Step 2: Use affectation status to form the class label. For these three controls, which we consider cluster 1 and two cases, which we consider cluster 2, the final class label will be:

1
1
1
2
2

Step 3: Combine cc_*.pre and pd_*.pre into one file, every two alleles are constructed together into one SNP, that is:

TT CC TT AG
TT CC AA GC
AA TT CA GG
TT CA AC GG
TA AC 00 TT

Step 4: For each list of SNP, decide a major, which appears with the most frequency. For these four SNPs, we can decide the major are T C A G respectively.

Step 5:
Transfer this allele file into a 0-3 file (there is one space after one number, but it is not a strict requirement for the last number of a line), that is:
0 0 2 1
0 0 0 1
2 2 1 0
0 1 1 0
1 1 3 2
We do our SKM-SNP program based on the above format data.

 

3. SKM-SNP.exe

SKM-SNP.exe is the executable program. MAKE SURE that the input files and the program are in the same folder. You will be asked to input the prefix of the two control files (they should be identical) and the prefix of the two case files (they should be identical). For example, if there are two files for control: cc_chr2_1887.pre and cc_chr2_1887.map, and also two files for case: pd_chr2_1887.pre and pd_chr2_1887.map, the input should be: cc_chr2_1887 pd_chr2_1887. Also, a Gamma value should be given. This value should be a >=0 real number. After these parameters been accepted by SKM-SNP, you can get two results file for these particular SNPs. One of them is Accuracy.xls, which forms the format of

Gamma Accuracy RunningTime(seconds)

the other is FinalMode&Weight.xls, which forms the format of

SNPs DimensionWeight FinalMode SNPs DimensionWeight FinalMode

A snapshot of the SKM-SNP interface can be seen below:

Figure 1. SKM-SNP interface.

interface

4. Pay your attention

a. The executable program and the input files should be in the same folder.
b. The class labels should start from 1 and ascending with number order.
c. The prefix of the two input files for control (that are cc_*.pre and cc_*.map) should be identical. The prefix of the two input files for case (that are pd_*.pre and pd_*.map) should be identical.
d. The format of input file .pre should be strictly following: ND-** 1 A G C T...If doesnot, our program will give you a warning message.
e. As the circumscribes of memory, the number of instances should not exceed 3000 and the number of dimensions should not exceed 40000. We did such a limitation in our program and if the data file doesnot meet the requirements, there will be a warning message.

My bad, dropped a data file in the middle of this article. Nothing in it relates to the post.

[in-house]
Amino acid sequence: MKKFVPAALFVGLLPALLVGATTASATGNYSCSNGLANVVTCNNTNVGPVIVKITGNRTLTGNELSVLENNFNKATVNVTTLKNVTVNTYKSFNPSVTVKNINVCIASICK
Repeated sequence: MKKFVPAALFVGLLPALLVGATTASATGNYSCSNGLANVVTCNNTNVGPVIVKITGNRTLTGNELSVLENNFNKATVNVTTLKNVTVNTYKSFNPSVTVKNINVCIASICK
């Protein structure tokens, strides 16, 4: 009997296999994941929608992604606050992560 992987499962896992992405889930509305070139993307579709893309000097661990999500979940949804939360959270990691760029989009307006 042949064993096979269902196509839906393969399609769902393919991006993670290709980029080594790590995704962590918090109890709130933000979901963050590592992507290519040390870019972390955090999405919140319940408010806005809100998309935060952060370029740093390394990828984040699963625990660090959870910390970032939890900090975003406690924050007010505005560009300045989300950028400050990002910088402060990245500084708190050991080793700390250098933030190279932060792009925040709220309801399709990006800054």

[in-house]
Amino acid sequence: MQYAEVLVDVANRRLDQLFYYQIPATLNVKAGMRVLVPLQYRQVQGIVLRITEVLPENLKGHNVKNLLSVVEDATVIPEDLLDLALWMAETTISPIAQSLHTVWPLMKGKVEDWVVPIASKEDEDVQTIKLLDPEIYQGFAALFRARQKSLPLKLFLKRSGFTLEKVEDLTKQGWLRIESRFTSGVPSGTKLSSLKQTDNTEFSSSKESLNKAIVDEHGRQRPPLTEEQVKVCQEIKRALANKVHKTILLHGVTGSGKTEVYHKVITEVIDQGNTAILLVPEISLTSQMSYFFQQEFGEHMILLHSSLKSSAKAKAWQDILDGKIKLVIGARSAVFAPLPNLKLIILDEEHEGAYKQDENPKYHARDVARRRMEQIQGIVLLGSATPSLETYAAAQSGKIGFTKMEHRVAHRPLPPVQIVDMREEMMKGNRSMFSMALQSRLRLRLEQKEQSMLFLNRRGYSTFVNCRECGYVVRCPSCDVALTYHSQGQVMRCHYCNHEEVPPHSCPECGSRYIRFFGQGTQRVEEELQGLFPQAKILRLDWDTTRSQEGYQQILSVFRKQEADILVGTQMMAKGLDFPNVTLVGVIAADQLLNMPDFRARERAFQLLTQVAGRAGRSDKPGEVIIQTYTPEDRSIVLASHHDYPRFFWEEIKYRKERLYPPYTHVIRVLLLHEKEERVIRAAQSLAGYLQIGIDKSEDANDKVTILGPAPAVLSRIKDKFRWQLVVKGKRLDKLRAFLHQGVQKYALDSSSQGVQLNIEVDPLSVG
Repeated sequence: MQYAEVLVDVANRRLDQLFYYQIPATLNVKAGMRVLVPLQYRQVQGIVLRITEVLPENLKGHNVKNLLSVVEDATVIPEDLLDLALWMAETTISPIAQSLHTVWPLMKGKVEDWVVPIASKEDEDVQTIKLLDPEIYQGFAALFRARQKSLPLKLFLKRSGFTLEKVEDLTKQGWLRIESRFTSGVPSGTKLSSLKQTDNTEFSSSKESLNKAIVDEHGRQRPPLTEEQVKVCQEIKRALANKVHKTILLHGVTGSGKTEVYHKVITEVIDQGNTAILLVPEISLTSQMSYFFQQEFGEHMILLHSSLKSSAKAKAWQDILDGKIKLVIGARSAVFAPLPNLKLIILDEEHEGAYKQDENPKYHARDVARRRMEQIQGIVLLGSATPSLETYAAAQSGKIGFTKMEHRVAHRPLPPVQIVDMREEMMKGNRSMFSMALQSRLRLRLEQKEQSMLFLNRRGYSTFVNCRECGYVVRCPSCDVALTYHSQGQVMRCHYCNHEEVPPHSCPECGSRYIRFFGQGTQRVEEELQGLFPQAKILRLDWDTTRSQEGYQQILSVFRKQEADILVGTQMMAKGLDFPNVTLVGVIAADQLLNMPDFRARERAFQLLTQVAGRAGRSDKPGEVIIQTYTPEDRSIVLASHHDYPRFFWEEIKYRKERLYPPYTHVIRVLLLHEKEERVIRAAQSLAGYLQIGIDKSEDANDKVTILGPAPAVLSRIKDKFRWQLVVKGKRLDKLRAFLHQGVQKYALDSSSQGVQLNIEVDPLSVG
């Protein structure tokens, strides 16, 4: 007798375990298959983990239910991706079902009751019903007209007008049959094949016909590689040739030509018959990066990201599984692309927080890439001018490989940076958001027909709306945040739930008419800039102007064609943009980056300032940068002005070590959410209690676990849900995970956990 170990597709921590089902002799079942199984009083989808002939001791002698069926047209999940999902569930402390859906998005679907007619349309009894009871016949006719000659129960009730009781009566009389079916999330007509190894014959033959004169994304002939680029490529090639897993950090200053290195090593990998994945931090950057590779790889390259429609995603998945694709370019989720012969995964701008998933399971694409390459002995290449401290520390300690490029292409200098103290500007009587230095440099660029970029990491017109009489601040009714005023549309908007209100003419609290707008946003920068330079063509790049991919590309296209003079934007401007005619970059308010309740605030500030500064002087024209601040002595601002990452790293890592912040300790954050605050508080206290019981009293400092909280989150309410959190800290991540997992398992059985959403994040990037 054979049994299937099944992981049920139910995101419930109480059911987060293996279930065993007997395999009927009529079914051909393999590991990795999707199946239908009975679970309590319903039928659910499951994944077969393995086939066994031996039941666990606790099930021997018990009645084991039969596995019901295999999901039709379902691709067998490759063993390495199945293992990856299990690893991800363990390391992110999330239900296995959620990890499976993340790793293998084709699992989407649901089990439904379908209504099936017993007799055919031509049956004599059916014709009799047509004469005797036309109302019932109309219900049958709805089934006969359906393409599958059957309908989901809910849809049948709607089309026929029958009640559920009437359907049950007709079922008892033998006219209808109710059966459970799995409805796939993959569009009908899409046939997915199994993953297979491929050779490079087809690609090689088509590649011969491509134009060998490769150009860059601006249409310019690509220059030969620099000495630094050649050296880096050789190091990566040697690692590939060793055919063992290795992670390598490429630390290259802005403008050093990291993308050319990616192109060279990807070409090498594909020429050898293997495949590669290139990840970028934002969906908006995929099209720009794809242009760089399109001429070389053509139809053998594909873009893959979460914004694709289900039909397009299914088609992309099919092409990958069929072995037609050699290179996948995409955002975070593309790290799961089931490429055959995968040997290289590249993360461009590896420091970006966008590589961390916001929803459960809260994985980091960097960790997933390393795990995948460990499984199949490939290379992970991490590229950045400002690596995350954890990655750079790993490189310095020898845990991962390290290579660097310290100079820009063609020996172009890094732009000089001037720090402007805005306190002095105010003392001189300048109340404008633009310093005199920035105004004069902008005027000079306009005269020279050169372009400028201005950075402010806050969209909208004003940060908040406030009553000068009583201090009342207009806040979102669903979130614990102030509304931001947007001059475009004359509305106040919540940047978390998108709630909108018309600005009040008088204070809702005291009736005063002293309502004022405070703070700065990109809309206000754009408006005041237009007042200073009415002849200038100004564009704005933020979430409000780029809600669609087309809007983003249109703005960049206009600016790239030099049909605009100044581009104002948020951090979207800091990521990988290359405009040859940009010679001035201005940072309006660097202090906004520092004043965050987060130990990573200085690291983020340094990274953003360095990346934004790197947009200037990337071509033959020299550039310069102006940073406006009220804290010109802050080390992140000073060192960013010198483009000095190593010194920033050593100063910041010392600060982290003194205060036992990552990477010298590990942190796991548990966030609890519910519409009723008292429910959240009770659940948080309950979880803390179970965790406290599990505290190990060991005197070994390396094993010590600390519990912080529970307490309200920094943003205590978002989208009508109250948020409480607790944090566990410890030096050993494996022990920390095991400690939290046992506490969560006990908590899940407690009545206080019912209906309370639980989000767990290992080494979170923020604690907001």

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Acknowledgements

We thank the participants and the submitters for depositing samples at the NINDS Neurogenetics repository. The samples for this study are derived from the NINDS Neurogenetics repository at Coriell Cell Repositories. Access to the samples and to these data are available from the website: http://ccr.coriell.org/Sections/BrowseCatalog/DiseaseDetail.aspx?PgId=403&omim=PAR40000&coll=.

Funding: Research Supported by Research Grant Council 201508 and HKBU FRGs.

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References

Reich, D. et al. (2001) Linkage disequilibrium in the human genome. Nature, 411, 199-204.

Daly, M. et al. (2001) Highresolution haplotype structure in the human genome. Nat. Genet., 29, 229-232.

Johnson, G.C. et al. (2001) Haplotype tagging for the identification of common disease genes. Nat. Genet., 29, 233-237.

Zollner, S. et al. (2000) A coalescent approach to study linkage disequilibrium between single nucleotide polymorphisms. Am. J. Hum. Genet., 66, 615-628.

Parsons, L. et al. (2004) Subspace clustering for high dimensional data: a review. ACM SIGKDD Explorations Newsletter., 6, 90-105.

Jing,L.P. et al. (2007) An Entropy Weighting k-Means Algorithm for Subspace Clustering of High-Dimensional Sparse Data. IEEE Transactions on Knowledge and Data Engineering., 19, 1026-1041.

Huang, Z. et al. (1998) Extensions to the k-means algorithm for clustering large data sets with categorical values. Data Mining Knowledge Discovery, 2, no. 3, 283-304.